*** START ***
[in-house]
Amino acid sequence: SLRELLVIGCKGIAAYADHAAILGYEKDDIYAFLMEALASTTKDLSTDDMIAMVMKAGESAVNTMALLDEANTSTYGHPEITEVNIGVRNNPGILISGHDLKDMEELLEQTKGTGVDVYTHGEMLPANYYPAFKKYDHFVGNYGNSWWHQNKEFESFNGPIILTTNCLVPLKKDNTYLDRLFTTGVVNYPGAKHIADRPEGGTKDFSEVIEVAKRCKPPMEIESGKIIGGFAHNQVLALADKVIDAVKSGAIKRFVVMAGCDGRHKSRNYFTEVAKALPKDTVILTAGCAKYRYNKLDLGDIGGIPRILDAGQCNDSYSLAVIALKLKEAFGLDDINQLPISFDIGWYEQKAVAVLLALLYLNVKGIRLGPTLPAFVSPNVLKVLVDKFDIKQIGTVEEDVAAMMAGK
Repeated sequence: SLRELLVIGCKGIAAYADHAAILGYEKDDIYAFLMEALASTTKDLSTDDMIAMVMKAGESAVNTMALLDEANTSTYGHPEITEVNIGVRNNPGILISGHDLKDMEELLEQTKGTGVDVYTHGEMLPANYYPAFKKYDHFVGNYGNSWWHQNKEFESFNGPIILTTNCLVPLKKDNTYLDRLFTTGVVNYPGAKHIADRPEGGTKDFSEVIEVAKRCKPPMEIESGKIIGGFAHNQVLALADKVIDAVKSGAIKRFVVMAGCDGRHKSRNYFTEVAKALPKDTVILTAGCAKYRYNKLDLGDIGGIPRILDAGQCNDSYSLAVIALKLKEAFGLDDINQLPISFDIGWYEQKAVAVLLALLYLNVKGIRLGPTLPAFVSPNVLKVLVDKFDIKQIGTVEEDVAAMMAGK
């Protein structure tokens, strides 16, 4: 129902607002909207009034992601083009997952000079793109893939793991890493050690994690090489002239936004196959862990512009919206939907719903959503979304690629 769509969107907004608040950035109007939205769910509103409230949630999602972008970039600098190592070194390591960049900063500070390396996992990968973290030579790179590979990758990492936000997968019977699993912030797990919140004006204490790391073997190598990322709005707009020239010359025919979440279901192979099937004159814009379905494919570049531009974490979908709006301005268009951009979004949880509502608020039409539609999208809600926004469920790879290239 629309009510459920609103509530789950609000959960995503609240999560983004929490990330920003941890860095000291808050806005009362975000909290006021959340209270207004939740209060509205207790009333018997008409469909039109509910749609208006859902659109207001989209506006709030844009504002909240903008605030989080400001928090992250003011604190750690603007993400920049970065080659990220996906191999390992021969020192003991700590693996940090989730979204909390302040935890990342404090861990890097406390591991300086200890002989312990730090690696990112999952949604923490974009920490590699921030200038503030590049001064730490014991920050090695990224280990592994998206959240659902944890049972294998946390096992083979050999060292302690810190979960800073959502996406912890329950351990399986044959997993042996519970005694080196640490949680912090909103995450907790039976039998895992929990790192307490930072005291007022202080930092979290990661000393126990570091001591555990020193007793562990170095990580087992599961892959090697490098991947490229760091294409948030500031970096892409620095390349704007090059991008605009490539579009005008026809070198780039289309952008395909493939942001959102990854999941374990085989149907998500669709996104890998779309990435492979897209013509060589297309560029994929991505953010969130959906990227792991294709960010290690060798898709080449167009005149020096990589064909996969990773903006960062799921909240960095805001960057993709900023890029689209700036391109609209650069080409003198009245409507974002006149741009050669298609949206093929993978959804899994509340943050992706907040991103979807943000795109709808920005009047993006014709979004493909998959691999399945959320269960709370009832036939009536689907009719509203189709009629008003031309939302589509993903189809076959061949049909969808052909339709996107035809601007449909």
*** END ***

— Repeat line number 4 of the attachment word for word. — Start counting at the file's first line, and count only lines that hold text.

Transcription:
């Protein structure tokens, strides 16, 4: 129902607002909207009034992601083009997952000079793109893939793991890493050690994690090489002239936004196959862990512009919206939907719903959503979304690629 769509969107907004608040950035109007939205769910509103409230949630999602972008970039600098190592070194390591960049900063500070390396996992990968973290030579790179590979990758990492936000997968019977699993912030797990919140004006204490790391073997190598990322709005707009020239010359025919979440279901192979099937004159814009379905494919570049531009974490979908709006301005268009951009979004949880509502608020039409539609999208809600926004469920790879290239 629309009510459920609103509530789950609000959960995503609240999560983004929490990330920003941890860095000291808050806005009362975000909290006021959340209270207004939740209060509205207790009333018997008409469909039109509910749609208006859902659109207001989209506006709030844009504002909240903008605030989080400001928090992250003011604190750690603007993400920049970065080659990220996906191999390992021969020192003991700590693996940090989730979204909390302040935890990342404090861990890097406390591991300086200890002989312990730090690696990112999952949604923490974009920490590699921030200038503030590049001064730490014991920050090695990224280990592994998206959240659902944890049972294998946390096992083979050999060292302690810190979960800073959502996406912890329950351990399986044959997993042996519970005694080196640490949680912090909103995450907790039976039998895992929990790192307490930072005291007022202080930092979290990661000393126990570091001591555990020193007793562990170095990580087992599961892959090697490098991947490229760091294409948030500031970096892409620095390349704007090059991008605009490539579009005008026809070198780039289309952008395909493939942001959102990854999941374990085989149907998500669709996104890998779309990435492979897209013509060589297309560029994929991505953010969130959906990227792991294709960010290690060798898709080449167009005149020096990589064909996969990773903006960062799921909240960095805001960057993709900023890029689209700036391109609209650069080409003198009245409507974002006149741009050669298609949206093929993978959804899994509340943050992706907040991103979807943000795109709808920005009047993006014709979004493909998959691999399945959320269960709370009832036939009536689907009719509203189709009629008003031309939302589509993903189809076959061949049909969808052909339709996107035809601007449909």